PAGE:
Handloading the .45-70
In a single-shot rifle like the Bergara B13, crimping the 45-70 is not necessary

Why are cases buckling when I’m reloading the .45-70?


Q: I’ve struck a problem handloading ammo for my Bergara B13 .45-70. I tried loading 60gn of Benchmark 2 behind the Hornady 300gn hollow-point, but when I try to seat the bullet so that the cannelure is level with the mouth of the case when I crimp it, the case buckles and is bulged. 

Can you tell me what I am doing wrong?

Gerald Brennan

A: I’ve been loading ammo for a Bergara single-shot just like your’n so I can help. Some of the loads listed for the .45-70 with certain powder, particularly fine-grained ones like Benchmark 2 and Ball types, fill the case halfway up the neck so that the charge can’t be compressed to allow the bullet to be seated deeply enough to crimp the case mouth into the cannelure. 

If you try to force it, the case buckles and is bulged.

Unlike the Marlin 1895, the Bergara has a chamber that will take longer reloads than what is regarded as standard for the Marlin. You can’t seat the bullet out too far, so it is better to use a less bulky propellant. 

I used 56gn of Reloder 10x in place of 60gn of Benchmark 2, which allowed the bullet to be seated deeper, but although I still couldn’t crimp into the cannelure, the reloads chambered easily.

My Lee die set makes a straight-taper crimp simply by forcing the case with bullet fully seated into a slightly tapered hole, which compresses the mouth of the case slightly into the bullet. No bullet cannelure is necessary, so don’t let that worry you.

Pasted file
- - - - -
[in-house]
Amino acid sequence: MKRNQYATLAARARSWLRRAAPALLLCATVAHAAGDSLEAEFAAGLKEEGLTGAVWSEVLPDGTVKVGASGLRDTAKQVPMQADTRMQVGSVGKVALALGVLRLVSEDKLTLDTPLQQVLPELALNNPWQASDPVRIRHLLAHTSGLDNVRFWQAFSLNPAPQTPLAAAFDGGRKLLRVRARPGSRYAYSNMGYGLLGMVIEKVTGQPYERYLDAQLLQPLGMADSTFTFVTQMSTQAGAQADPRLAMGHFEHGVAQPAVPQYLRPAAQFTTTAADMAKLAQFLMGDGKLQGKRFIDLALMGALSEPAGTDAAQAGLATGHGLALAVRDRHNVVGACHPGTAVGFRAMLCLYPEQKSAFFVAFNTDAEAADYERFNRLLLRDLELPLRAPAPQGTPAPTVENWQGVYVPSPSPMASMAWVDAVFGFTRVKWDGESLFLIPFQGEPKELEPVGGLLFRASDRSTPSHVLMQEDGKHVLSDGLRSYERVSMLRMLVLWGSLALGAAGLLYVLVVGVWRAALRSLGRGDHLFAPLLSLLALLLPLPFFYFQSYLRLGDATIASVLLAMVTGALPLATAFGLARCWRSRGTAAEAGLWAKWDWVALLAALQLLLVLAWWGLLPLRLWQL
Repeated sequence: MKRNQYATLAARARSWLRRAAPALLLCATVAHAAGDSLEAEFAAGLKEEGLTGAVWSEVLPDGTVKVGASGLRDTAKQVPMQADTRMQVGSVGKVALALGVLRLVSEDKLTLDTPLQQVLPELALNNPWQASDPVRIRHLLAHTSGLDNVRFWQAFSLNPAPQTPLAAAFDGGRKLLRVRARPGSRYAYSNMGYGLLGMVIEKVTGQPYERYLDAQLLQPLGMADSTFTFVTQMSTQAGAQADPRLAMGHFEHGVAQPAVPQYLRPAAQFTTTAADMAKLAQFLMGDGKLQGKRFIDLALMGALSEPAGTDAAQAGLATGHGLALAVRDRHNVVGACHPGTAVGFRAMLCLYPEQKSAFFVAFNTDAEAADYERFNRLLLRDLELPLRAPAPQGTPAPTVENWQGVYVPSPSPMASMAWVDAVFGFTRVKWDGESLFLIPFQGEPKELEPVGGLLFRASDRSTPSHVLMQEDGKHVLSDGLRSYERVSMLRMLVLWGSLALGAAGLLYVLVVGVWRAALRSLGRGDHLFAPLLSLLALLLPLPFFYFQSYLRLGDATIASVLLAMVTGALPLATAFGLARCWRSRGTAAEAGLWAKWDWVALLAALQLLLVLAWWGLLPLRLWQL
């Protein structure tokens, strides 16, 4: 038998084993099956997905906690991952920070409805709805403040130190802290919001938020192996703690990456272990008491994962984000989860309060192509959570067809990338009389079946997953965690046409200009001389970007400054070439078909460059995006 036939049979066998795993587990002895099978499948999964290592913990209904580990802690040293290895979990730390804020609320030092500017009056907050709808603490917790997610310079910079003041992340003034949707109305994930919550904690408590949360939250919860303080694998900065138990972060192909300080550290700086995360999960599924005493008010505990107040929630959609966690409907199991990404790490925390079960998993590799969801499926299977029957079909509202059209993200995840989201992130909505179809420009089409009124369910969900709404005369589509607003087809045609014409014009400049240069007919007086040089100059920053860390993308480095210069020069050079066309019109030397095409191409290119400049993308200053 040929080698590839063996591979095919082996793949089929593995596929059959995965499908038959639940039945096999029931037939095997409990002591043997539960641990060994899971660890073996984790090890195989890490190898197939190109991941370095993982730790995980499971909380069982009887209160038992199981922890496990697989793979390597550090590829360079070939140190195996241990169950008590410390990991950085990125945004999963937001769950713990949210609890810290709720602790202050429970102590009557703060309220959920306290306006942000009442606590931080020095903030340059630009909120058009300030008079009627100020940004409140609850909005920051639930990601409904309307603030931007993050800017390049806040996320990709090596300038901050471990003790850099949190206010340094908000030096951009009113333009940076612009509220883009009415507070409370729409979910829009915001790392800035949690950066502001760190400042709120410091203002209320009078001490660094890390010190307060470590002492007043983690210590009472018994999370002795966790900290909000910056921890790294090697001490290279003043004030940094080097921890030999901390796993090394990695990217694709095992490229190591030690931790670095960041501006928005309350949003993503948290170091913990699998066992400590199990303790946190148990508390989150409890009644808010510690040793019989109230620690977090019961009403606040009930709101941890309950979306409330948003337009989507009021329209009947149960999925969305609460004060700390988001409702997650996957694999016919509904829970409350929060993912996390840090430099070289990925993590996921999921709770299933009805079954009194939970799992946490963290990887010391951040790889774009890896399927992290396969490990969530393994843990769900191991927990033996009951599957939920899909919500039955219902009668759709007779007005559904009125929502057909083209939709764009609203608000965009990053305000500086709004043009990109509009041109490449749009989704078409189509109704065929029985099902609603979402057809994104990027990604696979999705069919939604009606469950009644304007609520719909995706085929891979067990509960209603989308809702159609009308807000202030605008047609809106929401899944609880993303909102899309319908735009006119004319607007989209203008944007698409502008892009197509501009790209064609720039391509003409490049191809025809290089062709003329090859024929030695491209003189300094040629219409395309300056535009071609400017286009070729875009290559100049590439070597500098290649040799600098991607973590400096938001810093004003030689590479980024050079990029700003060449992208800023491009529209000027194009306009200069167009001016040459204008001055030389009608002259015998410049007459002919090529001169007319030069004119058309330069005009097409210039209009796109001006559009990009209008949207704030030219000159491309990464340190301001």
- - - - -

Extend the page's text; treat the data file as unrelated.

When seating the bullet, if you encounter the slightest resistance, back off the die slightly, and don’t worry if the crimping shoulder does not touch the bullet; it’s not critical with the Bergara single-shot.

 

 

 


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Nick Harvey

The late Nick Harvey (1931-2024) was one of the world's most experienced and knowledgeable gun writers, a true legend of the business. He wrote about firearms and hunting for about 70 years, published many books and uncounted articles, and travelled the world to hunt and shoot. His reloading manuals are highly sought after, and his knowledge of the subject was unmatched. He was Sporting Shooter's Technical Editor for almost 50 years. His work lives on here as part of his legacy to us all.

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